Today, October 29, is observed as “World Stroke Day” to underscore the serious nature and impact of having a stroke, to raise awareness of a stroke and the prevention and treatment of it, and to ensure that better care and support is available for stroke survivors.
As the CDC (Centers for Disease Control and Prevention) notes, stroke is the third leading cause of death in the United States. It likely is a leading cause of death in other countries as well. As aging in place specialists, we recognize stroke as a progressive condition that affects many areas of a person’s life. Actually, it can cross into all three functional areas: mobility, sensory, and cognitive.
Depending on the severity of the stroke, the elapsed time before medical treatment is available once the event is recognized, the general health of the person at the time of onset, and the areas of the body affected by the disease, a person’s ability to get around and to perform many so-called normal tasks may be greatly limited.
A person after suffering a stroke may not be able to walk unaided and may need to use a wheelchair or even have someone assist them in getting around their home. They may have issues with balance, standing, sitting, and rising, and may require assistance for any or all of these activities.
Physical therapy can help to restore some function, but a lot of the progress will depend on the initial treatment received and the type of stroke that occurred. October has been “National Physical Therapy Month” as well, and physical therapists have an instrumental role in helping people age in place well as they help to correct mobility issues such as those brought upon by aging, overexertion or straining (from sports such as golf, tennis, biking, running, or lifting weights), or accidents (such as falls or vehicular events). Through a program of strength building, flexion, extension, flexibility, and other joint and muscle activity, the physical therapist works to improve function and restore a person to normal activity. In the case of a stroke, the therapy is designed to rebuild the lost muscle activity,
Physical therapists also are interested in preventing reinjury or aggravation of a condition for which they have offered a treatment regimen so they may make recommendations affecting daily routines and activities and suggest safety improvements in the home to help make aging in place more comfortable and convenient. In the case of a stroke, helping the client to avoid other injuries is going to be important as well as the treatment and recovery are underway.
Mobility is such an important part of our lives that we may not give it much thought until there is some type of limitation or impairment. It could be minor from muscle fatigue, overuse, or a strain, It could be from a minor injury or a broken bone. Of course, it could be much more serious and severe such as with a stroke.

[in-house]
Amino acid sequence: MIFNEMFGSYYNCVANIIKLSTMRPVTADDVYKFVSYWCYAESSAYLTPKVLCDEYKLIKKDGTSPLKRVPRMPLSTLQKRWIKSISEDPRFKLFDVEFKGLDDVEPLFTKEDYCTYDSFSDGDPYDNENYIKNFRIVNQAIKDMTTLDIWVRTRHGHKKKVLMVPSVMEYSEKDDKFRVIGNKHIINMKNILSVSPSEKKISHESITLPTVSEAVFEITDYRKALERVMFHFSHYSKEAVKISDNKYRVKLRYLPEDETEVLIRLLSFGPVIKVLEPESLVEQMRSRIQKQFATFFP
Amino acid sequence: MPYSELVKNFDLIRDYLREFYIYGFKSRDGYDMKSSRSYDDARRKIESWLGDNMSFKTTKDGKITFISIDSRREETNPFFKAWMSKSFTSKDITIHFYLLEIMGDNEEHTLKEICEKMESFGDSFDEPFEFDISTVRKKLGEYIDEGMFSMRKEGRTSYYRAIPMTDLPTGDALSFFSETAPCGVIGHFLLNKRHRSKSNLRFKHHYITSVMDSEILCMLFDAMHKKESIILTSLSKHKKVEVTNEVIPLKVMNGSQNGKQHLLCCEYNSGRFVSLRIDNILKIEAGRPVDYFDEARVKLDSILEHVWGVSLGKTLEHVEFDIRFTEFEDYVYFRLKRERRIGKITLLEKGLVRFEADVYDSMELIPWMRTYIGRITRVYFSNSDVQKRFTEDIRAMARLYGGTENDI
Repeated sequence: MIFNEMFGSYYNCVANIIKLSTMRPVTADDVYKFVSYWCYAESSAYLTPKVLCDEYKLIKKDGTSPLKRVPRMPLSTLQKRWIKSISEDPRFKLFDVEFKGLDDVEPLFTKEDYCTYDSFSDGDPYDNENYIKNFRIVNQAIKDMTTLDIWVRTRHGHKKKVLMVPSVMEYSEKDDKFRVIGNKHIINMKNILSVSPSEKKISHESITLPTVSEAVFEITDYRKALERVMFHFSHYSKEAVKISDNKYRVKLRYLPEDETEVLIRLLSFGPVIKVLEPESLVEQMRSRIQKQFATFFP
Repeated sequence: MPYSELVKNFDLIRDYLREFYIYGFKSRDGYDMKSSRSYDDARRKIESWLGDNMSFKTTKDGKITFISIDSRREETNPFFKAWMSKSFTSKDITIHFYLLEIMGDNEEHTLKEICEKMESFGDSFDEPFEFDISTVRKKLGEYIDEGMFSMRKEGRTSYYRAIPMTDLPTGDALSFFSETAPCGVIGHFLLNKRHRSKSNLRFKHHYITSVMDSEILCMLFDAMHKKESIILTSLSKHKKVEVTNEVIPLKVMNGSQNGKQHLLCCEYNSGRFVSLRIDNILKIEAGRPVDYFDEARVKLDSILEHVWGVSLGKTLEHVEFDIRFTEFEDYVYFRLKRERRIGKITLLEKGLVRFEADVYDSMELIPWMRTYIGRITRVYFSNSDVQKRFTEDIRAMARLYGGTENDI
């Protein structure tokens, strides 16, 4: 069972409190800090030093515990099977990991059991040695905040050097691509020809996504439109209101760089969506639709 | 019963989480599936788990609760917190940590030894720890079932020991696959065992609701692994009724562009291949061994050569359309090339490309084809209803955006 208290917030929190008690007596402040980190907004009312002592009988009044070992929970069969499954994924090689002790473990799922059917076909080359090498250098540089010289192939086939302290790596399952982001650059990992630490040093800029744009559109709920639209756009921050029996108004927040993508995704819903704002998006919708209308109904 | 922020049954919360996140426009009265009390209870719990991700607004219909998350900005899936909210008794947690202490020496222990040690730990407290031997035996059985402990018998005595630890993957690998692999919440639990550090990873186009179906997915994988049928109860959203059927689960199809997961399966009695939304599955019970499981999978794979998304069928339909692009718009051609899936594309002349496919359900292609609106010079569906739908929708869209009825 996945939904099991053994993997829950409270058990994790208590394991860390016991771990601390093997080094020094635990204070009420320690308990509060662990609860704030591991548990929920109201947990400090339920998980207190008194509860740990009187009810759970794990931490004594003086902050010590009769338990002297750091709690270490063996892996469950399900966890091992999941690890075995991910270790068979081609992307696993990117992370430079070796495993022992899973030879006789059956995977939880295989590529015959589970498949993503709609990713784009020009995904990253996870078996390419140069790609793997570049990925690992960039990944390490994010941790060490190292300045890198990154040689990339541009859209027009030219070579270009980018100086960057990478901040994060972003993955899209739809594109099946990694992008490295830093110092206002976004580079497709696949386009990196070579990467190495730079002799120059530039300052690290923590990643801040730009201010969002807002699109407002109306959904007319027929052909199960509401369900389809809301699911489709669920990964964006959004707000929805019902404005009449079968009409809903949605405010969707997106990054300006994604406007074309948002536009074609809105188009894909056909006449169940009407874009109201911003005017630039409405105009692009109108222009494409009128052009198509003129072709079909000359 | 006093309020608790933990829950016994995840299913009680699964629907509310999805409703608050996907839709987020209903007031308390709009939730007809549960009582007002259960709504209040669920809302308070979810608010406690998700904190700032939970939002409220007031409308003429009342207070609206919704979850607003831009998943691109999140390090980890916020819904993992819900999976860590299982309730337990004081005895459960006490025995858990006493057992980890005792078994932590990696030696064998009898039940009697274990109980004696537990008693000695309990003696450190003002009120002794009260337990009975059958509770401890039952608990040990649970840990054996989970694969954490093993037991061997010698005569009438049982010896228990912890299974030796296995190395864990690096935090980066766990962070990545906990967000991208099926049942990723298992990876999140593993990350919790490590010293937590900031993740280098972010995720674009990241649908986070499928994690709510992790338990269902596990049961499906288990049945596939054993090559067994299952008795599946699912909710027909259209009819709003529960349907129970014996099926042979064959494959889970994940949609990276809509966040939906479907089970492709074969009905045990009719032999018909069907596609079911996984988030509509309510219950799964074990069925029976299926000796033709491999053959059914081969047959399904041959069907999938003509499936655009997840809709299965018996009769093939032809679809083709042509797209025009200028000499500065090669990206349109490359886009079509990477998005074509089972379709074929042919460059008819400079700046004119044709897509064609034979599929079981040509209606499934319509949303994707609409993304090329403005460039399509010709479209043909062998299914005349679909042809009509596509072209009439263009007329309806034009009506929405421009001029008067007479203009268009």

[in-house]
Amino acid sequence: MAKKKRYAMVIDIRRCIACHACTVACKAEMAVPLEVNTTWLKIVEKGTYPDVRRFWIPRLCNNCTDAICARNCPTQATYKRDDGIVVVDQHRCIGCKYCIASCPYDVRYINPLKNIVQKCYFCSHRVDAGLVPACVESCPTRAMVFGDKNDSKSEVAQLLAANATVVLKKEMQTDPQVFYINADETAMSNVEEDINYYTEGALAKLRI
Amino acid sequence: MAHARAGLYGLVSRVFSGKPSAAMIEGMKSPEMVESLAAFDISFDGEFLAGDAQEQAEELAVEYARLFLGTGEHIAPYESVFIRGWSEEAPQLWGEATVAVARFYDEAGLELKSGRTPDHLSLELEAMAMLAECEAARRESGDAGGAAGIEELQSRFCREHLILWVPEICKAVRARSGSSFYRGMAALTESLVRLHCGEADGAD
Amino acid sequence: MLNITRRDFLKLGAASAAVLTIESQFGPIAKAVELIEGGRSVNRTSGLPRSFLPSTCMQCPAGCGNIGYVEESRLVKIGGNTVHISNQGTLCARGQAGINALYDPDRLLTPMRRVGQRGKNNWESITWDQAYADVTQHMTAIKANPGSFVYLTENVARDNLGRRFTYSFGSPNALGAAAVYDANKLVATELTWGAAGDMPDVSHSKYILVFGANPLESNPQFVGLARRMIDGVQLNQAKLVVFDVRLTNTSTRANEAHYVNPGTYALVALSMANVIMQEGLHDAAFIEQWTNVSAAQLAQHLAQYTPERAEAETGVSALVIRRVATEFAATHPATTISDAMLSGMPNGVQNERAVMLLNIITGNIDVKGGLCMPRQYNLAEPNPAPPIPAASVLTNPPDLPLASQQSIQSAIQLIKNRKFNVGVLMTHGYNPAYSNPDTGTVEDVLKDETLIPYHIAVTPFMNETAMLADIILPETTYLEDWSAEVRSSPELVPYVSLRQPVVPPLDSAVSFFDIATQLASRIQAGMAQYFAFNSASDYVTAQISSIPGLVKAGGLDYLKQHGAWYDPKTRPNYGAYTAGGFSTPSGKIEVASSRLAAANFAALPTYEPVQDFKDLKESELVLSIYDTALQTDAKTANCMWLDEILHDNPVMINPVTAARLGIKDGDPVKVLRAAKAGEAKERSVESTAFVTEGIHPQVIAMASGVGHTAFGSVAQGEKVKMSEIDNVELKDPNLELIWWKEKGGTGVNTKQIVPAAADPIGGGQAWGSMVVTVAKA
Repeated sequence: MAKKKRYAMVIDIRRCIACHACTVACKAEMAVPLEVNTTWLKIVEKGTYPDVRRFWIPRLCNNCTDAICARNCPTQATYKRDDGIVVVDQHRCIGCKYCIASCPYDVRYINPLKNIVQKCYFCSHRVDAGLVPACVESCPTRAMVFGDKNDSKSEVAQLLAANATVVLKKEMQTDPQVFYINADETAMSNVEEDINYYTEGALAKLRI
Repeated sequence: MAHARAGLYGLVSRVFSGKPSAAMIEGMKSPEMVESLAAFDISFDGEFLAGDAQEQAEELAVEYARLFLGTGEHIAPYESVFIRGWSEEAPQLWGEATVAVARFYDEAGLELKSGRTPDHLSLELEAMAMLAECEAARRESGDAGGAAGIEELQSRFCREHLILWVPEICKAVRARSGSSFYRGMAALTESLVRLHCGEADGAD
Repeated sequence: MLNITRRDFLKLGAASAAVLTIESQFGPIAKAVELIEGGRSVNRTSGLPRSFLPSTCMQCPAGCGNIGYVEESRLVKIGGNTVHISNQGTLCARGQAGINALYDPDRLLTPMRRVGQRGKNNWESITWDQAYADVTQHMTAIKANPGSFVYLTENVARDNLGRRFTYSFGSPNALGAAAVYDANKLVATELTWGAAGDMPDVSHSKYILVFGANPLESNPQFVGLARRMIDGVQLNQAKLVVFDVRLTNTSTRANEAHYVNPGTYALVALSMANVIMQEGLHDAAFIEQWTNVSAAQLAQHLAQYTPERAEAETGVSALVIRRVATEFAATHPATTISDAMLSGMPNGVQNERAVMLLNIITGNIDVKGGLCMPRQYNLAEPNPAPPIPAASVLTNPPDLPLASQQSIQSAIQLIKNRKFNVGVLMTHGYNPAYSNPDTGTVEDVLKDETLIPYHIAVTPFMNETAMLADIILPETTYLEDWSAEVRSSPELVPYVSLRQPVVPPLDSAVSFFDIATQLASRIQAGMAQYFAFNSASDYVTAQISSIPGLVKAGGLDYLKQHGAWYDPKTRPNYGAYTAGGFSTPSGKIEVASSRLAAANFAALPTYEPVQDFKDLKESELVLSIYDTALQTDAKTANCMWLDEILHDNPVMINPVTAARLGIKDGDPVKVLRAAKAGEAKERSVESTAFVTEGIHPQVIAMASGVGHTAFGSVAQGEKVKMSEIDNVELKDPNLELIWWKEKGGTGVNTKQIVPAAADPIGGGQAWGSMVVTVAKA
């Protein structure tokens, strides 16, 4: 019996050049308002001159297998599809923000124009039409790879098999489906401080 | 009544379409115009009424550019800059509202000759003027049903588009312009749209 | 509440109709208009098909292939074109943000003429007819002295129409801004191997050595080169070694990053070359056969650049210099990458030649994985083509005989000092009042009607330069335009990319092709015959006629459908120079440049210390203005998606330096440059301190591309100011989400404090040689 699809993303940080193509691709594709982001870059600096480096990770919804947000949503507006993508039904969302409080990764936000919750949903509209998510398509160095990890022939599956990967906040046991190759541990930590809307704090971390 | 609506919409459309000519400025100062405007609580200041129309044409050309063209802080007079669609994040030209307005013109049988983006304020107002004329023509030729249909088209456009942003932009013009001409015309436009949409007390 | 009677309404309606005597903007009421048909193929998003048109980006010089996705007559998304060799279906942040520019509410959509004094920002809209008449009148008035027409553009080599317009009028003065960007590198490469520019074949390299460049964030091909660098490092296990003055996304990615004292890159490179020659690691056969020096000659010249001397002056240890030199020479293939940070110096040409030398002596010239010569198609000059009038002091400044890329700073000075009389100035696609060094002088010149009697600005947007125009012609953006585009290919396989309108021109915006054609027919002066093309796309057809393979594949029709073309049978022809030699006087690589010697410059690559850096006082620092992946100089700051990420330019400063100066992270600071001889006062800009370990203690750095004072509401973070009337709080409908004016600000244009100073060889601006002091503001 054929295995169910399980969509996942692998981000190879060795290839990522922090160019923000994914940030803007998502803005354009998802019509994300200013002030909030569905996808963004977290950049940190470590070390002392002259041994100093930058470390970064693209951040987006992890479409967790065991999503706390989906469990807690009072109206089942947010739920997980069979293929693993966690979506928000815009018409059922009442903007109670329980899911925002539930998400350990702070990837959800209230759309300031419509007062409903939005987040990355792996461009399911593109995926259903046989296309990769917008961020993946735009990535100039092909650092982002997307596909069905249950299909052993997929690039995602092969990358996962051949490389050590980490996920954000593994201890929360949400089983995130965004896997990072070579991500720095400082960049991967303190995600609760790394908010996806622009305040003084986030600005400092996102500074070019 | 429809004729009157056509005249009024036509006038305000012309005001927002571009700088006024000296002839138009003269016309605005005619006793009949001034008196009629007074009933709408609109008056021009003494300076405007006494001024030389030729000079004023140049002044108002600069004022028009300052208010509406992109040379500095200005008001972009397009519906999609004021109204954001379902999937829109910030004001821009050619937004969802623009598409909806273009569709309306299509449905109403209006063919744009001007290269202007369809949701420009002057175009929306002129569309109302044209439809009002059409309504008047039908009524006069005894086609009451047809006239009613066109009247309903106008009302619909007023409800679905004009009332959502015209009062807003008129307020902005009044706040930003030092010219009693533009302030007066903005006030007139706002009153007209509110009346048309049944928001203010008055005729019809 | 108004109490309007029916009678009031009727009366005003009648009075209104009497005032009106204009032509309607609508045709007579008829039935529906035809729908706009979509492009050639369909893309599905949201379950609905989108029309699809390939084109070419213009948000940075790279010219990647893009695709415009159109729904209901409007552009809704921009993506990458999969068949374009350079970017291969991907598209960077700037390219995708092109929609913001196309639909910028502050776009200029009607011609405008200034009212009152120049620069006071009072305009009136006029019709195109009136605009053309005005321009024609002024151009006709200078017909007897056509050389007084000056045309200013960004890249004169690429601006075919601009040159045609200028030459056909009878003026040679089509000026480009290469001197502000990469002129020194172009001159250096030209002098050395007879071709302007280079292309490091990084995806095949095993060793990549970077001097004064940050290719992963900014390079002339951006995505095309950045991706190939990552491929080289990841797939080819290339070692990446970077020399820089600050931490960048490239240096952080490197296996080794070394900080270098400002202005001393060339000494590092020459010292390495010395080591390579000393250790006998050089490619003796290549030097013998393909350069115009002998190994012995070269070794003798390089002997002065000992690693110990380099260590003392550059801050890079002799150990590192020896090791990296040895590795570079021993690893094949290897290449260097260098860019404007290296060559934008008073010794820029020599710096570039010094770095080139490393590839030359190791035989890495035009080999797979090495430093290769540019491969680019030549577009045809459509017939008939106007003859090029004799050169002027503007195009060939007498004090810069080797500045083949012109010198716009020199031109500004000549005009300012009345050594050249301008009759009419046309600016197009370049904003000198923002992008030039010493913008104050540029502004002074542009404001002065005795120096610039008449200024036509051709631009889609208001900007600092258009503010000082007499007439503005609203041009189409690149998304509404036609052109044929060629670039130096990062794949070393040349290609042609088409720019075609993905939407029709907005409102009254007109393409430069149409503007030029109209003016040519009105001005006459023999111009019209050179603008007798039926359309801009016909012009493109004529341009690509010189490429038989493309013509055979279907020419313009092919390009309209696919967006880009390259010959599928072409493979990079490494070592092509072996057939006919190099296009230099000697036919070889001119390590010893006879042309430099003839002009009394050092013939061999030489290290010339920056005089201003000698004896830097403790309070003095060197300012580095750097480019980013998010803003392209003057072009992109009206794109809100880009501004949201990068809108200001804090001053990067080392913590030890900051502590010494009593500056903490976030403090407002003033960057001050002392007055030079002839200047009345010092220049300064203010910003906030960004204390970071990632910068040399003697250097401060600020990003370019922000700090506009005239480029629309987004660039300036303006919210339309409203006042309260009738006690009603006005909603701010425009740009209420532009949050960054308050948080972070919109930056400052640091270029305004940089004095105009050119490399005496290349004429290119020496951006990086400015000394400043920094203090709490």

Opening doors and drawers, standing, walking, sitting, bending, squatting, grasping, lifting, twisting, turning, using our hands and fingers to open packaging materials or storage containers (boxes, bottles, and jars, for instance), climbing steps or stairs, dressing, grooming, and many other activities that a person performs daily without much thought as they are occurring can become challenging when a person does not have full access of their hands, arms, legs, or other parts of their body as can happen with various aging conditions but especially with a stroke.
Sensory issues are likely going to be present as well – vision, touch, or taste could be affected. Again, being able to touch objects that we pick up, hold, or move is something that we do on a daily basis that could be severely limited with a stroke – certainly being able to do them as we did prior t the event. Some limitations could be long-lasting or even permanent depending on the severity of the stroke and how quickly it was treated. These impairments are going to be frustrating due to the inability to perform routine tasks that never were an issue prior to this or because the client just doesn’t understand why they cannot do what they are accustomed to doing.
Of course, several types of cognitive limitations can happen as a result of a stroke, and these can, in turn, affect mobility and sensory areas of a person’s life.
Education about what a stroke is, learning how diet and exercise can help prevent many such episodes, and being aware of warning signs can help people survive or even avoid a stroke. Let’s work to reduce this killer and to keep people more active and happy as they age in place by not needing to worry about living with the aftermath of a stroke event.